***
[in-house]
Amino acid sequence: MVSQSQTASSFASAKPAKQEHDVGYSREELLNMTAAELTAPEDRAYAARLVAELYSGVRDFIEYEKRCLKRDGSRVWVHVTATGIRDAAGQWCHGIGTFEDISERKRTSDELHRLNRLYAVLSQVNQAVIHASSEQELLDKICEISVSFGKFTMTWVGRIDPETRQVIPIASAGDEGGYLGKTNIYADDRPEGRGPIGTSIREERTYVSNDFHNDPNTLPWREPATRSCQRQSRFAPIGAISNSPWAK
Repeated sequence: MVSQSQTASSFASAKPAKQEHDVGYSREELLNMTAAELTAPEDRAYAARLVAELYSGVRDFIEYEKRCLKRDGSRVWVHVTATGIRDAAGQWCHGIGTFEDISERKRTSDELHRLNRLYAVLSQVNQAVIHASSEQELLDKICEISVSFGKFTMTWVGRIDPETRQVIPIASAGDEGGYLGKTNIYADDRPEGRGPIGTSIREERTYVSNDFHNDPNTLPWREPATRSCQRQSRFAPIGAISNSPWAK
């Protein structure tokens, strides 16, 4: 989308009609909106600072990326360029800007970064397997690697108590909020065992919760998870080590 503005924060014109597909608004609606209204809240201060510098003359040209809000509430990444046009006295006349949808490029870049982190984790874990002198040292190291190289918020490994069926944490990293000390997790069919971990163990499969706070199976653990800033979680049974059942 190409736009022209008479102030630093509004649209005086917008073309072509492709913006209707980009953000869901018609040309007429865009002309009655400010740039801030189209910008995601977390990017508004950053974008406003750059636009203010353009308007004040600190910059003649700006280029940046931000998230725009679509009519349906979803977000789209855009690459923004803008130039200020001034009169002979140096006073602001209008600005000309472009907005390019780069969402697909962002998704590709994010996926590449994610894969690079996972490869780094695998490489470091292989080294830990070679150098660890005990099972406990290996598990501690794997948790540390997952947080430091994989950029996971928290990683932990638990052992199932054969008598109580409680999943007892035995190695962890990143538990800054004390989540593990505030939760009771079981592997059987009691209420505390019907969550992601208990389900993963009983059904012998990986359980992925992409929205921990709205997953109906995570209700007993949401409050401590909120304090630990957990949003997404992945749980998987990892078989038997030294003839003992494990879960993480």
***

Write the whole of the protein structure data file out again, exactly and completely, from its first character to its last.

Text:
[in-house]
Amino acid sequence: MVSQSQTASSFASAKPAKQEHDVGYSREELLNMTAAELTAPEDRAYAARLVAELYSGVRDFIEYEKRCLKRDGSRVWVHVTATGIRDAAGQWCHGIGTFEDISERKRTSDELHRLNRLYAVLSQVNQAVIHASSEQELLDKICEISVSFGKFTMTWVGRIDPETRQVIPIASAGDEGGYLGKTNIYADDRPEGRGPIGTSIREERTYVSNDFHNDPNTLPWREPATRSCQRQSRFAPIGAISNSPWAK
Repeated sequence: MVSQSQTASSFASAKPAKQEHDVGYSREELLNMTAAELTAPEDRAYAARLVAELYSGVRDFIEYEKRCLKRDGSRVWVHVTATGIRDAAGQWCHGIGTFEDISERKRTSDELHRLNRLYAVLSQVNQAVIHASSEQELLDKICEISVSFGKFTMTWVGRIDPETRQVIPIASAGDEGGYLGKTNIYADDRPEGRGPIGTSIREERTYVSNDFHNDPNTLPWREPATRSCQRQSRFAPIGAISNSPWAK
């Protein structure tokens, strides 16, 4: 989308009609909106600072990326360029800007970064397997690697108590909020065992919760998870080590 503005924060014109597909608004609606209204809240201060510098003359040209809000509430990444046009006295006349949808490029870049982190984790874990002198040292190291190289918020490994069926944490990293000390997790069919971990163990499969706070199976653990800033979680049974059942 190409736009022209008479102030630093509004649209005086917008073309072509492709913006209707980009953000869901018609040309007429865009002309009655400010740039801030189209910008995601977390990017508004950053974008406003750059636009203010353009308007004040600190910059003649700006280029940046931000998230725009679509009519349906979803977000789209855009690459923004803008130039200020001034009169002979140096006073602001209008600005000309472009907005390019780069969402697909962002998704590709994010996926590449994610894969690079996972490869780094695998490489470091292989080294830990070679150098660890005990099972406990290996598990501690794997948790540390997952947080430091994989950029996971928290990683932990638990052992199932054969008598109580409680999943007892035995190695962890990143538990800054004390989540593990505030939760009771079981592997059987009691209420505390019907969550992601208990389900993963009983059904012998990986359980992925992409929205921990709205997953109906995570209700007993949401409050401590909120304090630990957990949003997404992945749980998987990892078989038997030294003839003992494990879960993480």